It seems like in this iteration AMD has concentrated on closing the gap to Nvidia in raw gaming performance rather than ‘value-added’ technologies and we absolutely can’t blame them for that particularly if the results are GPU’s that actually surpass Nvidia’s raw performance at each price point. But if you do want or need those additional features then it may be a reason to favour the RTX 3070 over the RX 6800.
Power and efficiency: A draw
AMD have always valued efficiency in their products and their use of the 7nm process allows them to capitalise on this. In gaming we perhaps don’t care about efficiency as much as we should: Not only is saving energy a laudable goal in itself, but efficiency means more performance because less heat to dissipate means a GPU can run faster without overheating. Both the RTX 3070 and RX 6800 offer very manageable power requirements with the 250W RX 6800 only drawing 30W more than the RTX 3070. Either of these GPUs will slot into an existing system and need just 2 8 Pin PCIe cables. Almost any reputable power supply at 550W or more will have these connectors already making these GPUs a one-step upgrade incurring no additional cost. With current CPUs drawing around 100W maximum we don’t foresee any problems using existing power supplies. Whilst the RTX 3070 draws less power, the RX 6800 looks like it should be marginally better performing so the extra energy is being put to good use – AMD wouldn’t be making strong claims about ‘performance per watt’ if it was otherwise.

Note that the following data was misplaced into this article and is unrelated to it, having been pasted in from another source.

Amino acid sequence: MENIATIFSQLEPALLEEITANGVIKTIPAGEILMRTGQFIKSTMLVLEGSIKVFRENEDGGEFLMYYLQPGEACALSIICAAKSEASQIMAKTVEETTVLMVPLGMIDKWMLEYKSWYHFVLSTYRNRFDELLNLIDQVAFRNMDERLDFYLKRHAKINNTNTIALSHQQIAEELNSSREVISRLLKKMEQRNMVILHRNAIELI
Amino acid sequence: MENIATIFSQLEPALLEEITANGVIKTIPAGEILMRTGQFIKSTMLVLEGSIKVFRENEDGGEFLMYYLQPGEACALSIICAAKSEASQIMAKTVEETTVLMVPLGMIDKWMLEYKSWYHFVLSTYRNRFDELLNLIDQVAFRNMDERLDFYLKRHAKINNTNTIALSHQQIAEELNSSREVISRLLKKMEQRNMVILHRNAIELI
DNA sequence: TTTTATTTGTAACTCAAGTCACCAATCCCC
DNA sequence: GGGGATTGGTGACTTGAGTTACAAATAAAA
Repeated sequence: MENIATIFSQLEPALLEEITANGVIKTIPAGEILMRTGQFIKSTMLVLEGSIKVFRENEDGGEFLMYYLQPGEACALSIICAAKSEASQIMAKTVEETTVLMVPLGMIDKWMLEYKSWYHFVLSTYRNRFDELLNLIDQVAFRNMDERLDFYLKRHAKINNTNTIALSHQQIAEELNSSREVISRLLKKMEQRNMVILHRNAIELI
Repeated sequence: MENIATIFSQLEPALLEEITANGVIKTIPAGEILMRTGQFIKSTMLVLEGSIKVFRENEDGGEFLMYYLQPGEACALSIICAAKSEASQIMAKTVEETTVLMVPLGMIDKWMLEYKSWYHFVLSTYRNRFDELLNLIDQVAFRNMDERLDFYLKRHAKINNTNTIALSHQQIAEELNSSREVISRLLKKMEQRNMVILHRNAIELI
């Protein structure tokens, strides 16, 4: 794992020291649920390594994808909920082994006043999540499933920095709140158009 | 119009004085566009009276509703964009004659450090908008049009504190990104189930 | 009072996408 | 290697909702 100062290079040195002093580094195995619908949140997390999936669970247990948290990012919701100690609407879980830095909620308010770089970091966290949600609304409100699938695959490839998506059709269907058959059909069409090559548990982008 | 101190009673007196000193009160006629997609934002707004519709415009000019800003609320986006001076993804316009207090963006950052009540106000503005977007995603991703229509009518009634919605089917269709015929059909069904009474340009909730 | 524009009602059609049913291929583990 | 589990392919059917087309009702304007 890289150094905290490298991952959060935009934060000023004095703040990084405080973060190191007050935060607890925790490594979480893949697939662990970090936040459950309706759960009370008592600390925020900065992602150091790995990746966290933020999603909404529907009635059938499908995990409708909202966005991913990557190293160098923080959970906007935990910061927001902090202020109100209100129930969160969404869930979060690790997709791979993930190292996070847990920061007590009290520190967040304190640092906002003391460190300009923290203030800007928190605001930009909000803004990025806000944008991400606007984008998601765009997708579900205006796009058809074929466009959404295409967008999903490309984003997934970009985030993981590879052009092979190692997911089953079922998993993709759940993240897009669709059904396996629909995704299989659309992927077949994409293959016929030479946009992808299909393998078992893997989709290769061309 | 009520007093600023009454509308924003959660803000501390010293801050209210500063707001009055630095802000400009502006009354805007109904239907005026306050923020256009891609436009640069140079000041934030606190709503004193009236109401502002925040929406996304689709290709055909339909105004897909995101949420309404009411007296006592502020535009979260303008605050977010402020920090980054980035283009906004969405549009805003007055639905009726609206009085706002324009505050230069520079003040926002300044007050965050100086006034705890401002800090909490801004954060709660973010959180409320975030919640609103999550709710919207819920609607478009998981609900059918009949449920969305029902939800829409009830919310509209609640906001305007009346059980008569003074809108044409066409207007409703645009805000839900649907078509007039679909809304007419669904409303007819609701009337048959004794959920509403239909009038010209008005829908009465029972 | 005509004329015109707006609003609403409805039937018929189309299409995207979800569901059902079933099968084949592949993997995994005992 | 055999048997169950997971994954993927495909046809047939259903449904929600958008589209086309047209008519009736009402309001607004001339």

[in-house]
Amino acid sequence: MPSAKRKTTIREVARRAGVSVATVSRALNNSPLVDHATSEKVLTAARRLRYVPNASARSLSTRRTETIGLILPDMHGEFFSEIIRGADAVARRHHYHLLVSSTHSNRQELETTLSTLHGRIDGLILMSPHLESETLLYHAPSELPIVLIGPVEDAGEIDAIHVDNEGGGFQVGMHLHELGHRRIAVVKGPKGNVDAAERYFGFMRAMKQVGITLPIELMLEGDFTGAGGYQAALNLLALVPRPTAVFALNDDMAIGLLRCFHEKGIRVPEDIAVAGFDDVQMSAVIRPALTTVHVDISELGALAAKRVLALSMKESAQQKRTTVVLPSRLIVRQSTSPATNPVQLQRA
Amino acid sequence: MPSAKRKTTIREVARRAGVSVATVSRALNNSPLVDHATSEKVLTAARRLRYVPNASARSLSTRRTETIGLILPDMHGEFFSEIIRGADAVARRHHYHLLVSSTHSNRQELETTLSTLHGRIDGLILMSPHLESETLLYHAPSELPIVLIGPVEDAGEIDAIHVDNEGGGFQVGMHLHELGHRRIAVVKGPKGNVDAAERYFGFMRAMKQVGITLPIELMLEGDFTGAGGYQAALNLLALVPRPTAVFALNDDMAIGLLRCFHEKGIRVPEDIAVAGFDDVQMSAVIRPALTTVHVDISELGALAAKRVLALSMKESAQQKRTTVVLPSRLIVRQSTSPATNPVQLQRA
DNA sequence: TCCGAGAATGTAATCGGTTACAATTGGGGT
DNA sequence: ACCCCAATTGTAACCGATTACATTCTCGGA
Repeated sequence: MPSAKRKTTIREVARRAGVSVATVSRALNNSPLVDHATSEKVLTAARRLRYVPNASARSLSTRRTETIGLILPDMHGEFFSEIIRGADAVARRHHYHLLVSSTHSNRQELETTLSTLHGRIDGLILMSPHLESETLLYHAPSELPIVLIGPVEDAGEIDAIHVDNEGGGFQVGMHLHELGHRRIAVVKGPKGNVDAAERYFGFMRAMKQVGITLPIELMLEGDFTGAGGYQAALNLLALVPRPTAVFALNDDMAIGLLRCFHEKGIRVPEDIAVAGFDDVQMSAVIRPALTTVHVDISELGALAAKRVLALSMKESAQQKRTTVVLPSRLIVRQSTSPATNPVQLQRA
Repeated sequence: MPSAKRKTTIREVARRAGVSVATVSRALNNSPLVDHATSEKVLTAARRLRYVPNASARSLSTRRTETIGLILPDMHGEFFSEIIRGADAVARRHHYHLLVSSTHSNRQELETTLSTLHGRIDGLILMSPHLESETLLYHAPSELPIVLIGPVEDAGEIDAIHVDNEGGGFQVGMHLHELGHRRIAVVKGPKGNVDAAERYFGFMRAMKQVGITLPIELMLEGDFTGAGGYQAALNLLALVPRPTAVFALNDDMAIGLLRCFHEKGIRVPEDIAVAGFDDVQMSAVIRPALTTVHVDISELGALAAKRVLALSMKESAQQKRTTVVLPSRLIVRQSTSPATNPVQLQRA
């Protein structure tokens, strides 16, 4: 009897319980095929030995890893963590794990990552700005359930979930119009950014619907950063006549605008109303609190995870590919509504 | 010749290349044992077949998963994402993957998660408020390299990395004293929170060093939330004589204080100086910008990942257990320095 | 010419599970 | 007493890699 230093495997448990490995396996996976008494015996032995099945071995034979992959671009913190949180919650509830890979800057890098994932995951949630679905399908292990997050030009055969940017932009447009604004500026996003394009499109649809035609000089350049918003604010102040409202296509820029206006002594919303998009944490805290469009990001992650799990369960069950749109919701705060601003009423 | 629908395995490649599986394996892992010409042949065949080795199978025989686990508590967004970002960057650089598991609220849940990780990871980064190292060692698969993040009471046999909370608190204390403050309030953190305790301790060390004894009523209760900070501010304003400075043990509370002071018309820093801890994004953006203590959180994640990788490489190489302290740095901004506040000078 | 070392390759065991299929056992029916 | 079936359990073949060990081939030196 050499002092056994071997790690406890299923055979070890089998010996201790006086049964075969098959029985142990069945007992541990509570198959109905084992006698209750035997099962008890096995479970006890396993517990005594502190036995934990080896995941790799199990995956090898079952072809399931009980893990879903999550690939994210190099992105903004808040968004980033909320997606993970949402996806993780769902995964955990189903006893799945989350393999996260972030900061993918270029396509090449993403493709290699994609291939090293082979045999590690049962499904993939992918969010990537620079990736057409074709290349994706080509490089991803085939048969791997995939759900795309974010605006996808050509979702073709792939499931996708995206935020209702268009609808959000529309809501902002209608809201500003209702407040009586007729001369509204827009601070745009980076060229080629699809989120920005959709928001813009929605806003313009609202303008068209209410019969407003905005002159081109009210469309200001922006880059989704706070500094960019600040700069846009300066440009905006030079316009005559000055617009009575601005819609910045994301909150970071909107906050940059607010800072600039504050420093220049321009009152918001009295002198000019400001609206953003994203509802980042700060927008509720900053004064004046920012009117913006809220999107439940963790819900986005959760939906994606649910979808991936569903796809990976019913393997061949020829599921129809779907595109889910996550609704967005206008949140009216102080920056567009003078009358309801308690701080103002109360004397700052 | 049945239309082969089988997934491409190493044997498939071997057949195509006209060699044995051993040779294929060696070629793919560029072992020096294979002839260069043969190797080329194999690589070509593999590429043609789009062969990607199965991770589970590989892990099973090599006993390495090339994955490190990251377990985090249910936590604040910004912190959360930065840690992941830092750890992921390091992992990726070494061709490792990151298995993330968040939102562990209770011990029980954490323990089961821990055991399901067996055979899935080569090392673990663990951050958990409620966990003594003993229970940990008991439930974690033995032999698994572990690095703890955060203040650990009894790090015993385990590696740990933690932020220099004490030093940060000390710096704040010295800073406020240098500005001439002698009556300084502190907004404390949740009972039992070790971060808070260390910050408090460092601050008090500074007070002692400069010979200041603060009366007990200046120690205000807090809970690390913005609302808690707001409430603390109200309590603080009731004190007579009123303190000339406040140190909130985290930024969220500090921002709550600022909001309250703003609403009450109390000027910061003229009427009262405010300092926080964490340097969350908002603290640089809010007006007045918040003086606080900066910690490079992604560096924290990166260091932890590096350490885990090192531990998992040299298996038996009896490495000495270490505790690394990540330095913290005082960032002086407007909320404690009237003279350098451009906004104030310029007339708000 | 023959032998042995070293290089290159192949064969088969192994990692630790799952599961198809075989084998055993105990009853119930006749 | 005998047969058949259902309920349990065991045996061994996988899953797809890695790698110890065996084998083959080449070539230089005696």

Unfortunately one of the primary disappointment with Nvidias Ampere launch wasn’t pricing or performance – it was the fact that even a month later it’s still proving somewhere between difficult and impossible to actually buy any variant of the graphics cards. It’s now clear that between low yields on the Samsung ‘8N’ process, Low availability of the GDDR6X memory on the 3080 and 3090, and general supply and distribution issues partly due to the COVID-19 pandemic supply issues will likely last well into 2021.